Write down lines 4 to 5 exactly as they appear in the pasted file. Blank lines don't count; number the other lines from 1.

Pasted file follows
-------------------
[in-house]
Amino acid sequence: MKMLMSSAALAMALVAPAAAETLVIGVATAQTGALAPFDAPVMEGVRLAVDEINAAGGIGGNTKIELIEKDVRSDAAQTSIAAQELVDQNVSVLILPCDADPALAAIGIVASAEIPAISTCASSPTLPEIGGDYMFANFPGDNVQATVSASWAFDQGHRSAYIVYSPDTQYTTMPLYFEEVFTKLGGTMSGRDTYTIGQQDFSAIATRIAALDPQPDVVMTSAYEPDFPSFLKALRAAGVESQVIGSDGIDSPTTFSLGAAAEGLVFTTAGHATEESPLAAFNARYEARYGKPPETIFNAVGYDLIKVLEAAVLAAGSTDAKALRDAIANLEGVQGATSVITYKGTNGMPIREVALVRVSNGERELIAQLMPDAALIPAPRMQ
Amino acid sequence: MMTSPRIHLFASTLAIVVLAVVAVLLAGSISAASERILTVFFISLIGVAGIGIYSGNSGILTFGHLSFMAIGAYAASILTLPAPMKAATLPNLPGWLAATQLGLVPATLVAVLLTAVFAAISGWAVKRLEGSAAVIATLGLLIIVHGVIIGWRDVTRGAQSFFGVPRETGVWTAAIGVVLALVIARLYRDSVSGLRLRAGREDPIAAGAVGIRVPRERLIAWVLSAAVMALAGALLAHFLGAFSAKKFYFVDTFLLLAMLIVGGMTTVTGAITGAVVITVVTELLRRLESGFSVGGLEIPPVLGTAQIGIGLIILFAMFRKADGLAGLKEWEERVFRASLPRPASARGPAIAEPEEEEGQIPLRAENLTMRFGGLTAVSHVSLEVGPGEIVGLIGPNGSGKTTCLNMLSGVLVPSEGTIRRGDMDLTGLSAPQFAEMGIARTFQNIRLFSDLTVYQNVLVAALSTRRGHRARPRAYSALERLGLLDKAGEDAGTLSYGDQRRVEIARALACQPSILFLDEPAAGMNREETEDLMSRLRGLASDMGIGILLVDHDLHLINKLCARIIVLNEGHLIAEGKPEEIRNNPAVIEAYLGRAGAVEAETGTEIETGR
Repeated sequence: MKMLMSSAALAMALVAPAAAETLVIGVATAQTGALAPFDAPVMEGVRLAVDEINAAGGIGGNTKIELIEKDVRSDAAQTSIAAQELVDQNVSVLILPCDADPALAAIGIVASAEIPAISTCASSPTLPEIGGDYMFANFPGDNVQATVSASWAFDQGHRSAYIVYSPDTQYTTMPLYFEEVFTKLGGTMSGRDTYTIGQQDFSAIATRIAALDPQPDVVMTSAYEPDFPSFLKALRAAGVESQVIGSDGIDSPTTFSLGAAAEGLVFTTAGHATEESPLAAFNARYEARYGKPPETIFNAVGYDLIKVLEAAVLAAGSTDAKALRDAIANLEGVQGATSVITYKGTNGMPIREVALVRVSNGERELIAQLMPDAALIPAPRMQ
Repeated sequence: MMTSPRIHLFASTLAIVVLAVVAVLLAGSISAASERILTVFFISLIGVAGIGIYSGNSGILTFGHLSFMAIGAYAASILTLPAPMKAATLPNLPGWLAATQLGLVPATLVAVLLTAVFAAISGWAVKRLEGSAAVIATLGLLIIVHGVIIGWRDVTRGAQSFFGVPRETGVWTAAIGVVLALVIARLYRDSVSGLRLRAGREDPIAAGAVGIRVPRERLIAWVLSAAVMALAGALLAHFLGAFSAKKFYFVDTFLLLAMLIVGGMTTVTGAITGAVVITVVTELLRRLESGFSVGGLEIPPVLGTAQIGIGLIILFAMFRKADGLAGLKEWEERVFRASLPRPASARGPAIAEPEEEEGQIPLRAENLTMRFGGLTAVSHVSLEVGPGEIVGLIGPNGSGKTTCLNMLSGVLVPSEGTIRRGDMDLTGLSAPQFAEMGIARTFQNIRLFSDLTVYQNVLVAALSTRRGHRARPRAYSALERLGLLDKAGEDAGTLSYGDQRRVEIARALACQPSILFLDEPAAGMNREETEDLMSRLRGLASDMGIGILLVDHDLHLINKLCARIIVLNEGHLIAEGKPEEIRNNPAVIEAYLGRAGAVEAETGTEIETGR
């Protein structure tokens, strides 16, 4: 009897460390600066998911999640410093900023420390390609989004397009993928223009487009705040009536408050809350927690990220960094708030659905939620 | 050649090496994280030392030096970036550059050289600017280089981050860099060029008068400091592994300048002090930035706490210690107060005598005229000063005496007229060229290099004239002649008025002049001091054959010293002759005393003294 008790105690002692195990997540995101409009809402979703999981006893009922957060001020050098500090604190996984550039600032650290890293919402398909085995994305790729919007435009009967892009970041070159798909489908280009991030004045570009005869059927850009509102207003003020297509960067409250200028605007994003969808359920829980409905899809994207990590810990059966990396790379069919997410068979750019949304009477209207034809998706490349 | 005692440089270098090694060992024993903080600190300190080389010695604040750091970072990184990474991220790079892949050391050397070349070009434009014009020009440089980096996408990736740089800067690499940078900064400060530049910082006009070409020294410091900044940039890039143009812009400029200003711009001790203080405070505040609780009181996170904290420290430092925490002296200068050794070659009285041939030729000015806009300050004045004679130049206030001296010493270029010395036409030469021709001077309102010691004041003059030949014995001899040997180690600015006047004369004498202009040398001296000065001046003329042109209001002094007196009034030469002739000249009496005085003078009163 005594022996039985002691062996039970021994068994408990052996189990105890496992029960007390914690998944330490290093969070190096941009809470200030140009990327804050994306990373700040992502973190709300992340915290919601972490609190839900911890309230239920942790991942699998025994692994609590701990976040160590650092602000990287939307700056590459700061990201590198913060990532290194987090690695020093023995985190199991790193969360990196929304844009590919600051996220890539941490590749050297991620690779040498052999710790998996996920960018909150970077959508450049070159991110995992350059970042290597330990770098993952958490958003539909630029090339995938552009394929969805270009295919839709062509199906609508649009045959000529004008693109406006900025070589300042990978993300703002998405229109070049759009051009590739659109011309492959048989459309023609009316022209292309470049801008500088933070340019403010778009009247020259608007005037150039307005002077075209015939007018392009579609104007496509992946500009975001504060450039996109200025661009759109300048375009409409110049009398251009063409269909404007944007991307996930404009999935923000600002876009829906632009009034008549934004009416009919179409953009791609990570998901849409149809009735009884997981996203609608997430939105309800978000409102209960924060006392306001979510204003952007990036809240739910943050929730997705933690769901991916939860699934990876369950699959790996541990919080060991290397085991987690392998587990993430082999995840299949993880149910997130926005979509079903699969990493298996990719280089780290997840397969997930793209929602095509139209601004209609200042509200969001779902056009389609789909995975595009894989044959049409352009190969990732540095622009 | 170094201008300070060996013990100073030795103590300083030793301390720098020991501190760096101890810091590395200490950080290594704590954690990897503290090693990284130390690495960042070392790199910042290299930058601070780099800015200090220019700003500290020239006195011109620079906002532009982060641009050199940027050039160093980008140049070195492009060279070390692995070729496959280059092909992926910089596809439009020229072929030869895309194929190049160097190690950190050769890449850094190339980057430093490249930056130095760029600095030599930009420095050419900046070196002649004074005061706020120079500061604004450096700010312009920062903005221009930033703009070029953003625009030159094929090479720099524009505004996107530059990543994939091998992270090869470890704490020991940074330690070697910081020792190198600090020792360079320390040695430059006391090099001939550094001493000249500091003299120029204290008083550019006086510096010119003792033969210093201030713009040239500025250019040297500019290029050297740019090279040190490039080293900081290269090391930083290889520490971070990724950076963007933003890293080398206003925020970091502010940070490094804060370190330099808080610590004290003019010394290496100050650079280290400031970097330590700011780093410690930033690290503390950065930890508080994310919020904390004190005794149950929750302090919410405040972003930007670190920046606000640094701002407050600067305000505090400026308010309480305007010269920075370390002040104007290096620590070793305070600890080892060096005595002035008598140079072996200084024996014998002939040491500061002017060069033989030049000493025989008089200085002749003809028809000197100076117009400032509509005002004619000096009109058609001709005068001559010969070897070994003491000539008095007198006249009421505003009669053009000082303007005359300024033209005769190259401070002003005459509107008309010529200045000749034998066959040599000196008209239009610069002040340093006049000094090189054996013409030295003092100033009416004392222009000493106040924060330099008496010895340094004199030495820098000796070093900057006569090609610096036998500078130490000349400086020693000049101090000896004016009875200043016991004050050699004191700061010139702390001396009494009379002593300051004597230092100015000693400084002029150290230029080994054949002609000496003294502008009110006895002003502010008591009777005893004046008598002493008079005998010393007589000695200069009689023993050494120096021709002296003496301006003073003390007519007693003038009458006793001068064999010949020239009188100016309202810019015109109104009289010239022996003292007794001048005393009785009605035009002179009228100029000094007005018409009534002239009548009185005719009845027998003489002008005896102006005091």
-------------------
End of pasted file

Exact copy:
Repeated sequence: MKMLMSSAALAMALVAPAAAETLVIGVATAQTGALAPFDAPVMEGVRLAVDEINAAGGIGGNTKIELIEKDVRSDAAQTSIAAQELVDQNVSVLILPCDADPALAAIGIVASAEIPAISTCASSPTLPEIGGDYMFANFPGDNVQATVSASWAFDQGHRSAYIVYSPDTQYTTMPLYFEEVFTKLGGTMSGRDTYTIGQQDFSAIATRIAALDPQPDVVMTSAYEPDFPSFLKALRAAGVESQVIGSDGIDSPTTFSLGAAAEGLVFTTAGHATEESPLAAFNARYEARYGKPPETIFNAVGYDLIKVLEAAVLAAGSTDAKALRDAIANLEGVQGATSVITYKGTNGMPIREVALVRVSNGERELIAQLMPDAALIPAPRMQ
Repeated sequence: MMTSPRIHLFASTLAIVVLAVVAVLLAGSISAASERILTVFFISLIGVAGIGIYSGNSGILTFGHLSFMAIGAYAASILTLPAPMKAATLPNLPGWLAATQLGLVPATLVAVLLTAVFAAISGWAVKRLEGSAAVIATLGLLIIVHGVIIGWRDVTRGAQSFFGVPRETGVWTAAIGVVLALVIARLYRDSVSGLRLRAGREDPIAAGAVGIRVPRERLIAWVLSAAVMALAGALLAHFLGAFSAKKFYFVDTFLLLAMLIVGGMTTVTGAITGAVVITVVTELLRRLESGFSVGGLEIPPVLGTAQIGIGLIILFAMFRKADGLAGLKEWEERVFRASLPRPASARGPAIAEPEEEEGQIPLRAENLTMRFGGLTAVSHVSLEVGPGEIVGLIGPNGSGKTTCLNMLSGVLVPSEGTIRRGDMDLTGLSAPQFAEMGIARTFQNIRLFSDLTVYQNVLVAALSTRRGHRARPRAYSALERLGLLDKAGEDAGTLSYGDQRRVEIARALACQPSILFLDEPAAGMNREETEDLMSRLRGLASDMGIGILLVDHDLHLINKLCARIIVLNEGHLIAEGKPEEIRNNPAVIEAYLGRAGAVEAETGTEIETGR